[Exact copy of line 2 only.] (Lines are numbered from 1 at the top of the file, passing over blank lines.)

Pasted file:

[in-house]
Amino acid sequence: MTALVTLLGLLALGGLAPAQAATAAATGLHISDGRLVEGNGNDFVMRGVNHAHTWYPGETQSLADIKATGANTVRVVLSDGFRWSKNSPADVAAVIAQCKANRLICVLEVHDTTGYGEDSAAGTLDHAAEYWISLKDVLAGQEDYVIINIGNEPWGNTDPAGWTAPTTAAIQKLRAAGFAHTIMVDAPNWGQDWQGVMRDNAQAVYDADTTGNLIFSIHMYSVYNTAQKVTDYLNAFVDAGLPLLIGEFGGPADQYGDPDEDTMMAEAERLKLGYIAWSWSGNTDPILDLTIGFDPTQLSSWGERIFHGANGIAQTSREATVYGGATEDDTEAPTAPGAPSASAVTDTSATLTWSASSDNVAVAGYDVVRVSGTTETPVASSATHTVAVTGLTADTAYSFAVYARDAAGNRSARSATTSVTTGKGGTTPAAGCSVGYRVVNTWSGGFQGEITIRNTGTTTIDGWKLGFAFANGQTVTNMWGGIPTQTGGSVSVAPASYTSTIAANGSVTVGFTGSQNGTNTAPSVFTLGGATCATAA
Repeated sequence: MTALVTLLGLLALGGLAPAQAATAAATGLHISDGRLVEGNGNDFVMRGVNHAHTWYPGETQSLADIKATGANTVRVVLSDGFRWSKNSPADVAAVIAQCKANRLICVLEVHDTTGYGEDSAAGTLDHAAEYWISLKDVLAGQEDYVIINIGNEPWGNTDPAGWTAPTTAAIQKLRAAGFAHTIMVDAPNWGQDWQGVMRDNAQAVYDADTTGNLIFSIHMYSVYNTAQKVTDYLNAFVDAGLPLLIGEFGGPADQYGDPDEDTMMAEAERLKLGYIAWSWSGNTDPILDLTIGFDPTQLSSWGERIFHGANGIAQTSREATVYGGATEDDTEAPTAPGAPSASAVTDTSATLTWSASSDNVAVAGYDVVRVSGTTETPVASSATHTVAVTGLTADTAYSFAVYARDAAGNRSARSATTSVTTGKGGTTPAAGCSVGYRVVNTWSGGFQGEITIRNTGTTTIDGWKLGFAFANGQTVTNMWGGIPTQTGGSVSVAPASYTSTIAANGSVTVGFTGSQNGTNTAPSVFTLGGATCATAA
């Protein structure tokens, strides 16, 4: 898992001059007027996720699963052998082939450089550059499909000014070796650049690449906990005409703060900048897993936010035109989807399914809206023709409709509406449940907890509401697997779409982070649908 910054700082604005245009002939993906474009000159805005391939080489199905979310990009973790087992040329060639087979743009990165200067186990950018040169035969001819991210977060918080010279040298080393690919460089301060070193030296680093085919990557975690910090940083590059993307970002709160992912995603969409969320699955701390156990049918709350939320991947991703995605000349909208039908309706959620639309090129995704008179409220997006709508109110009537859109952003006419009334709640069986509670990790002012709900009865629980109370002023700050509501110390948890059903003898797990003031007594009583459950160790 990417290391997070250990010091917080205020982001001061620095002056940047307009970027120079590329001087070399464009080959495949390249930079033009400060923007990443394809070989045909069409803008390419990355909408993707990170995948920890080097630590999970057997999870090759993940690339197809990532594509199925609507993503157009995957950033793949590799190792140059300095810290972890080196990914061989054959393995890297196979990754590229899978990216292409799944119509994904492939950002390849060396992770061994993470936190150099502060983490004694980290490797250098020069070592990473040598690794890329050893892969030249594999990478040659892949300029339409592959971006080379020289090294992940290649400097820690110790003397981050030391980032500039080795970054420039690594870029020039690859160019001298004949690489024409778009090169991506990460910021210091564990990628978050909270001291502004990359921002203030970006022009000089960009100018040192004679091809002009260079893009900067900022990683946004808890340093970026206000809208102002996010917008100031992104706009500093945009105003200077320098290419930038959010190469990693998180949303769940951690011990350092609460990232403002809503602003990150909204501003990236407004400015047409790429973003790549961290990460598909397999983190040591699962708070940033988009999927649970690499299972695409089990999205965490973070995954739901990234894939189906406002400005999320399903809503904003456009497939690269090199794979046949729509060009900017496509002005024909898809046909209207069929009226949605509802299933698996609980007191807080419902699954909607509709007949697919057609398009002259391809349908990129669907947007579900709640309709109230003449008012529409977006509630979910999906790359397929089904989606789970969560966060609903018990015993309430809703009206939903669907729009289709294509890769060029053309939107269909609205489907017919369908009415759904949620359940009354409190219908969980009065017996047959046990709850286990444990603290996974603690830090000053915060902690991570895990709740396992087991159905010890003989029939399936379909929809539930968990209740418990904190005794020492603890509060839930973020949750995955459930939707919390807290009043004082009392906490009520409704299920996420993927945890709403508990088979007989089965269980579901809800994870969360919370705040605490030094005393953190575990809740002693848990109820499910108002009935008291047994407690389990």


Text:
Amino acid sequence: MTALVTLLGLLALGGLAPAQAATAAATGLHISDGRLVEGNGNDFVMRGVNHAHTWYPGETQSLADIKATGANTVRVVLSDGFRWSKNSPADVAAVIAQCKANRLICVLEVHDTTGYGEDSAAGTLDHAAEYWISLKDVLAGQEDYVIINIGNEPWGNTDPAGWTAPTTAAIQKLRAAGFAHTIMVDAPNWGQDWQGVMRDNAQAVYDADTTGNLIFSIHMYSVYNTAQKVTDYLNAFVDAGLPLLIGEFGGPADQYGDPDEDTMMAEAERLKLGYIAWSWSGNTDPILDLTIGFDPTQLSSWGERIFHGANGIAQTSREATVYGGATEDDTEAPTAPGAPSASAVTDTSATLTWSASSDNVAVAGYDVVRVSGTTETPVASSATHTVAVTGLTADTAYSFAVYARDAAGNRSARSATTSVTTGKGGTTPAAGCSVGYRVVNTWSGGFQGEITIRNTGTTTIDGWKLGFAFANGQTVTNMWGGIPTQTGGSVSVAPASYTSTIAANGSVTVGFTGSQNGTNTAPSVFTLGGATCATAA